Supreme Court of the United States. Argued January 15, Willard argued the cause for petitioner. With him on the briefs were David L.
The agreement provided that any dispute arising under the contract was to be resolved in the London Court of Justice. Thereafter, Zapata sued Unterweser in admiralty in federal court at Tampa.
Citing the forum clause, Unterweser moved to dismiss. The Court further generalized that "in the light of present-day commercial realities and expanding international trade we conclude that the forum clause should control absent a strong showing that it should be set aside.
The Court did not define precisely the circumstances that would make it unreasonable for a court to enforce a forum clause. Instead, the Court discussed a number of factors that made it reasonable to enforce the clause at issue in The Bremen and  that, presumably, would be pertinent in any determination whether to enforce a similar clause.
Further, the Court observed that it was not "dealing with an agreement between two Americans to resolve their essentially Carnival cruise lines harvard disputes in a remote alien forum," and that in such a case, "the serious inconvenience of the contractual forum to one or both of the parties might carry greater weight in determining the reasonableness of the forum clause.
The Court stated that even where the forum clause establishes a remote forum for resolution of conflicts, "the party claiming [unfairness] should bear a heavy burden of proof. Alternatively, the Court of Appeals ruled that the clause should not be enforced because enforcement effectively would deprive respondents of an opportunity to litigate their claim against petitioner.
These facts suggest that, even apart from the evidence of negotiation regarding the forum clause, it was entirely reasonable for the Court in The  Bremen to have expected Unterweser and Zapata to have negotiated with care in selecting a forum for the resolution of disputes arising from their special towing contract.
Achille Lauro ed Altri-Gestione, F. In this context, it would be entirely unreasonable for us to assume that respondents—or any other cruise passenger—would negotiate with petitioner the terms of a forum-selection clause in an ordinary commercial cruise ticket.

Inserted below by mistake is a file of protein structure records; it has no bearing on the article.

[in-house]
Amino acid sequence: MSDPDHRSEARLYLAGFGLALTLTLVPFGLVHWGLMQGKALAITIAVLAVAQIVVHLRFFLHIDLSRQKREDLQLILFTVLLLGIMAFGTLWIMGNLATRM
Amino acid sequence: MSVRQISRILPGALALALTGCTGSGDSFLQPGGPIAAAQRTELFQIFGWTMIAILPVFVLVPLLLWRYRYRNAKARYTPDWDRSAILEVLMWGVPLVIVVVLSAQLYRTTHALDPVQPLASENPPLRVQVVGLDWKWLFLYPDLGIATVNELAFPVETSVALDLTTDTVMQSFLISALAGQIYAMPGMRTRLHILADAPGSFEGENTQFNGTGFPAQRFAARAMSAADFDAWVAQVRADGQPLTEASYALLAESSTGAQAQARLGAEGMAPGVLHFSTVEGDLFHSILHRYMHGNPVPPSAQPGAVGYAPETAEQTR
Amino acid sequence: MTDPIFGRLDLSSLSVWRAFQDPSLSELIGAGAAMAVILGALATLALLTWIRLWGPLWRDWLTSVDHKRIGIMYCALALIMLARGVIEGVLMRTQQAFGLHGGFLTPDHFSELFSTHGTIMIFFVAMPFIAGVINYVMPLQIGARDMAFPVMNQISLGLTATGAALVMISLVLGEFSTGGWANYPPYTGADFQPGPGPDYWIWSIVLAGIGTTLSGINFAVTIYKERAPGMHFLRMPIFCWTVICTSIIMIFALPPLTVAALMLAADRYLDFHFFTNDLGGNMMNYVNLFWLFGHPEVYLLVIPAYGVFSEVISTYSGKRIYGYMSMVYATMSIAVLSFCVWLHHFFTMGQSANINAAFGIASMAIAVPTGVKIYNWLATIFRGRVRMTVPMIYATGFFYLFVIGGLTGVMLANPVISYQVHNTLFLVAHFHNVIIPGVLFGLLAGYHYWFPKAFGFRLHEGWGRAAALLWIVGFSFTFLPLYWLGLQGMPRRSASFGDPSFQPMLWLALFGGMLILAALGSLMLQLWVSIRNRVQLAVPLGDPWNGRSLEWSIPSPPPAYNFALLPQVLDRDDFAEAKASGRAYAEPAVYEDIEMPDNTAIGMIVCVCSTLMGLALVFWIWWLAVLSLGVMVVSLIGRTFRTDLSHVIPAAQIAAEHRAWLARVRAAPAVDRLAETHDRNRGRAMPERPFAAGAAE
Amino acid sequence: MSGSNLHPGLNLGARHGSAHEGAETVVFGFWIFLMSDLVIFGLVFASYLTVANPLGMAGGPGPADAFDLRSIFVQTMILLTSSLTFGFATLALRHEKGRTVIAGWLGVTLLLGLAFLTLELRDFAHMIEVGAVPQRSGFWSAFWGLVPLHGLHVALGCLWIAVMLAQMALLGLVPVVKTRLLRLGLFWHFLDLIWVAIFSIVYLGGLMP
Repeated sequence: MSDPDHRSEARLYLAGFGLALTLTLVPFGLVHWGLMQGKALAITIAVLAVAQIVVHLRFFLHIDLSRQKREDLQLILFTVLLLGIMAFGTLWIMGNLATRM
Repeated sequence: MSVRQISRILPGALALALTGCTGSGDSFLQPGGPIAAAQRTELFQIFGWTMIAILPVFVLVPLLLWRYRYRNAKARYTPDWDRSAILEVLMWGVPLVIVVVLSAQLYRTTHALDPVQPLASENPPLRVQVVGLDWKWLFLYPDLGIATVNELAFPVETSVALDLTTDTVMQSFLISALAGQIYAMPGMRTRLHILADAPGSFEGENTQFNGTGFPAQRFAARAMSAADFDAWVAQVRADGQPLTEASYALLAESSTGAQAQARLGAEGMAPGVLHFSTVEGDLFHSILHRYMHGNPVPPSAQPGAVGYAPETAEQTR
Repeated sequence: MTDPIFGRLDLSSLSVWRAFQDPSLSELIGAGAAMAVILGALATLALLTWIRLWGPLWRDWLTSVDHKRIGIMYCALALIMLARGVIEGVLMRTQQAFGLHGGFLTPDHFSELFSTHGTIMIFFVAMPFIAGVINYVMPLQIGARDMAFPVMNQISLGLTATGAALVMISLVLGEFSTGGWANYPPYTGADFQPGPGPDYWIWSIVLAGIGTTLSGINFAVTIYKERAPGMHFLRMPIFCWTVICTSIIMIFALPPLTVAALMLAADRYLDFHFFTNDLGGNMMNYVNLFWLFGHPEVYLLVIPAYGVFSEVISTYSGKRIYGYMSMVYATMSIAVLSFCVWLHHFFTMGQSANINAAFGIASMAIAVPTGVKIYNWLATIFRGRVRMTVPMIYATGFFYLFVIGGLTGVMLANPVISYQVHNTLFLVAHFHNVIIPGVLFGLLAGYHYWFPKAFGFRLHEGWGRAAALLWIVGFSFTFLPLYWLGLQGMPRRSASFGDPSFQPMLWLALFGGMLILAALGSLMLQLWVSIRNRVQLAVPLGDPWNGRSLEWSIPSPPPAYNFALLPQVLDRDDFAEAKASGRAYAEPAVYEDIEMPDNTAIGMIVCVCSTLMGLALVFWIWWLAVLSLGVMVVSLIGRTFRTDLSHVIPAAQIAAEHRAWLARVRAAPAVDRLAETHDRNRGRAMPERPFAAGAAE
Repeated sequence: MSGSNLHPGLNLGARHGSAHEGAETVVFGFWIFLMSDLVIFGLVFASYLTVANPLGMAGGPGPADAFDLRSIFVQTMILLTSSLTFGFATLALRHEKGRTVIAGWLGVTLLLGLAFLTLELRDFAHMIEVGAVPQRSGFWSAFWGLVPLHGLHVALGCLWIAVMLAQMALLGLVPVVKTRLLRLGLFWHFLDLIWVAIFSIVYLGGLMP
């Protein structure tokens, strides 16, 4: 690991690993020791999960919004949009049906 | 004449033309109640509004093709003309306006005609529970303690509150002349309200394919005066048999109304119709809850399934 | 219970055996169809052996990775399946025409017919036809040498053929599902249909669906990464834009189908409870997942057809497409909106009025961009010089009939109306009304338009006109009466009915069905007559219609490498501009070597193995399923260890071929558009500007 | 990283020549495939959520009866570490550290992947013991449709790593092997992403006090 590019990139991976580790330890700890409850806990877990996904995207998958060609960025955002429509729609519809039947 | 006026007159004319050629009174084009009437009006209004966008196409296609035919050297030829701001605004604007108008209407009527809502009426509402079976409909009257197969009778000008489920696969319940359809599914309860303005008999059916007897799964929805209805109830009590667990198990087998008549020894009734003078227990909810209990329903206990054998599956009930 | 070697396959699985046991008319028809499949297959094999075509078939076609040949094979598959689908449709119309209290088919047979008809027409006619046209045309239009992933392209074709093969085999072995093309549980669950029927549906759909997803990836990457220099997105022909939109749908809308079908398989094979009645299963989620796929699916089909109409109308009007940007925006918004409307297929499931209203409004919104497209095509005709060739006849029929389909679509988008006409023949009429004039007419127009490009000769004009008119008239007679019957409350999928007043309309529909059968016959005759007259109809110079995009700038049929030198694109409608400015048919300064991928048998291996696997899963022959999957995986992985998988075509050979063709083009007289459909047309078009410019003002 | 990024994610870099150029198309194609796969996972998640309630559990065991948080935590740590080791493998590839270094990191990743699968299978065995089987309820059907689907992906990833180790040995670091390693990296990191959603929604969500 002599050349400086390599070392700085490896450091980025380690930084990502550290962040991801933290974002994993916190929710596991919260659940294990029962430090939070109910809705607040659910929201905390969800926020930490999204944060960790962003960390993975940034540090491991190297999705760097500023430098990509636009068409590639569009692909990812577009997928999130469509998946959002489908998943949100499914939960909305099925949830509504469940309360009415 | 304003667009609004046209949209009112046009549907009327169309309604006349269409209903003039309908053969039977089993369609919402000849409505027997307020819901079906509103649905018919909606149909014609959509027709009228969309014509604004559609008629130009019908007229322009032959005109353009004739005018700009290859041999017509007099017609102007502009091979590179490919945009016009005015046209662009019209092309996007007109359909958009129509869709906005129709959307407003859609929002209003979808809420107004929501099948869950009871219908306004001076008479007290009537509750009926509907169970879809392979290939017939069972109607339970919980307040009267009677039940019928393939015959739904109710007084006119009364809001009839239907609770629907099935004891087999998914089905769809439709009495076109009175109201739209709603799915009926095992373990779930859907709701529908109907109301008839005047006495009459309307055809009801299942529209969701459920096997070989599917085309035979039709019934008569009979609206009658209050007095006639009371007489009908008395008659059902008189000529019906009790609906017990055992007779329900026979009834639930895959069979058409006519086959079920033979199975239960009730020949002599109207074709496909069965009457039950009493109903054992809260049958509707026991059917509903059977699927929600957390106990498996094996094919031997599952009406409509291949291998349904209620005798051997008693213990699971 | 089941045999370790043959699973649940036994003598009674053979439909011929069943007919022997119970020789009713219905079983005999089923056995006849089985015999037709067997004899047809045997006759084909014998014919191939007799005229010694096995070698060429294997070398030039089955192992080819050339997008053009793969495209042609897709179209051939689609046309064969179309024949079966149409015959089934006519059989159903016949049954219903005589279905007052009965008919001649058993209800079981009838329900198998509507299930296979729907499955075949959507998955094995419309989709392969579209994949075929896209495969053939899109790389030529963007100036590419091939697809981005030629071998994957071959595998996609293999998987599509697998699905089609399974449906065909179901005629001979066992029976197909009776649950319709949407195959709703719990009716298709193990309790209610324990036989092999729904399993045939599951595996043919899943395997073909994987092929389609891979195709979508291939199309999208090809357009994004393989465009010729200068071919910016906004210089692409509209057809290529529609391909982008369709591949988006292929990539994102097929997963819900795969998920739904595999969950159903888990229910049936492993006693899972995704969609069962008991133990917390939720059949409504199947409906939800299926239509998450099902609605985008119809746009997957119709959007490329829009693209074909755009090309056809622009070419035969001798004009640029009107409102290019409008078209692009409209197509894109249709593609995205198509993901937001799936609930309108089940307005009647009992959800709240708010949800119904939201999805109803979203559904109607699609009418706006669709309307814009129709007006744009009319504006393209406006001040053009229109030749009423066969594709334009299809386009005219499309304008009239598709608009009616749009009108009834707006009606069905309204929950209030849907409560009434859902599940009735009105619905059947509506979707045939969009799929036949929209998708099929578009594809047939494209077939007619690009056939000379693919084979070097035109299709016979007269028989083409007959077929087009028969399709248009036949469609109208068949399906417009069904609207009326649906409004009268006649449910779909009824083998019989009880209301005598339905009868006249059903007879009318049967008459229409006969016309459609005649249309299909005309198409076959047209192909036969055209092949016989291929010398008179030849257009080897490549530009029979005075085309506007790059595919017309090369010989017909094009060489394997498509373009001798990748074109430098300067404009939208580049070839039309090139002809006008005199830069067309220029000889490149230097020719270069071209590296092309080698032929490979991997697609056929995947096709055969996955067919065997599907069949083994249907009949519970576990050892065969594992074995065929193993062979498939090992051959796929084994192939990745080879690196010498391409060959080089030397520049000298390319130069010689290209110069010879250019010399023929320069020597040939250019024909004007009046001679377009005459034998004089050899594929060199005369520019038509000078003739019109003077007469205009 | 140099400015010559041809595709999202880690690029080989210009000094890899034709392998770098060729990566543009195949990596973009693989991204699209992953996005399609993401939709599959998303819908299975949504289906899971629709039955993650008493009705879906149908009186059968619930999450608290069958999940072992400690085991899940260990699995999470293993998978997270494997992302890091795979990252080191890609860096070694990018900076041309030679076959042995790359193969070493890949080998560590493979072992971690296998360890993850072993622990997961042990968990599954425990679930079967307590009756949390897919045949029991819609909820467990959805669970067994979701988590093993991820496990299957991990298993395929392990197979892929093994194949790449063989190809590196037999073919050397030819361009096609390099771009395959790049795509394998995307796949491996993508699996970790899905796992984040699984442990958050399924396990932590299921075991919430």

Common sense dictates that a ticket of this kind will be a form contract the terms of which are not subject to negotiation, and that an individual purchasing the ticket will not have bargaining parity with the cruise line.
Including a reasonable forum clause in a form contract of this kind well may be permissible for several reasons: First, a cruise line has a special interest in limiting the fora in which it potentially could be subject to suit.
Because a cruise ship typically carries passengers from many locales, it is not unlikely that a mishap on a cruise could subject the cruise line to litigation in several different fora.
See The Bremen, U. Additionally, a clause establishing ex ante the forum for dispute resolution has the salutary  effect of dispelling any confusion about where suits arising from the contract must be brought and defended, sparing litigants the time and expense of pretrial motions to determine the correct forum and conserving judicial resources that otherwise would be devoted to deciding those motions.
See Stewart Organization, U. Finally, it stands to reason that passengers who purchase tickets containing a forum clause like that at issue in this case benefit in the form of reduced fares reflecting the savings that the cruise line enjoys by limiting the fora in which it may be sued.
The Court made this statement in evaluating a hypothetical "agreement between two Americans to resolve their essentially local disputes in a remote alien forum.
In the present case, Florida is not a "remote alien forum," nor—given the fact that Mrs. In  light of these distinctions, and because respondents do not claim lack of notice of the forum clause, we conclude that they have not satisfied the "heavy burden of proof," ibid.
In this case, there is no indication that petitioner set Florida as the forum in which disputes were to be resolved as a means of discouraging cruise passengers from pursuing legitimate claims.
Any suggestion of such a bad-faith motive is belied by two facts: Petitioner has its principal place of business in Florida, and many of its cruises depart from and return to Florida ports. Finally, respondents have conceded that they were given notice of the forum provision and, therefore, presumably retained the option of rejecting the contract with impunity.
In the case before us, therefore, we conclude that the Court of Appeals erred in refusing to enforce the forum-selection clause.Students: Tell your instructors about the savings at attheheels.com Business Bookshelf Summaries and excerpts of the latest books, special offers, and more from Harvard Business Review Press.
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